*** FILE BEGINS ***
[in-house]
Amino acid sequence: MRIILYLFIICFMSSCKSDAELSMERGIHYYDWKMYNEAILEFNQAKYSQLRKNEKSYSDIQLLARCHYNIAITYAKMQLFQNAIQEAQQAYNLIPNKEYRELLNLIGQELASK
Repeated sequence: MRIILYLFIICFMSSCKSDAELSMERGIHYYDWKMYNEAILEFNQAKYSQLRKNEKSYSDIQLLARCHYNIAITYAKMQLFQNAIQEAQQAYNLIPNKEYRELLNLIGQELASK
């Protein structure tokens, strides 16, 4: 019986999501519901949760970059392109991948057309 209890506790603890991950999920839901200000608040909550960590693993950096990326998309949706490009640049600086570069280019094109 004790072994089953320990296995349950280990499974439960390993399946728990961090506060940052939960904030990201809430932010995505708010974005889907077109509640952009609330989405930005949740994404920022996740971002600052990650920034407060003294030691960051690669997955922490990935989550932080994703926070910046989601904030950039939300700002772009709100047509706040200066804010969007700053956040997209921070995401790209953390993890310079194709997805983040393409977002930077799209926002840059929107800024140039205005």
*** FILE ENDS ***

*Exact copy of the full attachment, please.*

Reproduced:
[in-house]
Amino acid sequence: MRIILYLFIICFMSSCKSDAELSMERGIHYYDWKMYNEAILEFNQAKYSQLRKNEKSYSDIQLLARCHYNIAITYAKMQLFQNAIQEAQQAYNLIPNKEYRELLNLIGQELASK
Repeated sequence: MRIILYLFIICFMSSCKSDAELSMERGIHYYDWKMYNEAILEFNQAKYSQLRKNEKSYSDIQLLARCHYNIAITYAKMQLFQNAIQEAQQAYNLIPNKEYRELLNLIGQELASK
């Protein structure tokens, strides 16, 4: 019986999501519901949760970059392109991948057309 209890506790603890991950999920839901200000608040909550960590693993950096990326998309949706490009640049600086570069280019094109 004790072994089953320990296995349950280990499974439960390993399946728990961090506060940052939960904030990201809430932010995505708010974005889907077109509640952009609330989405930005949740994404920022996740971002600052990650920034407060003294030691960051690669997955922490990935989550932080994703926070910046989601904030950039939300700002772009709100047509706040200066804010969007700053956040997209921070995401790209953390993890310079194709997805983040393409977002930077799209926002840059929107800024140039205005």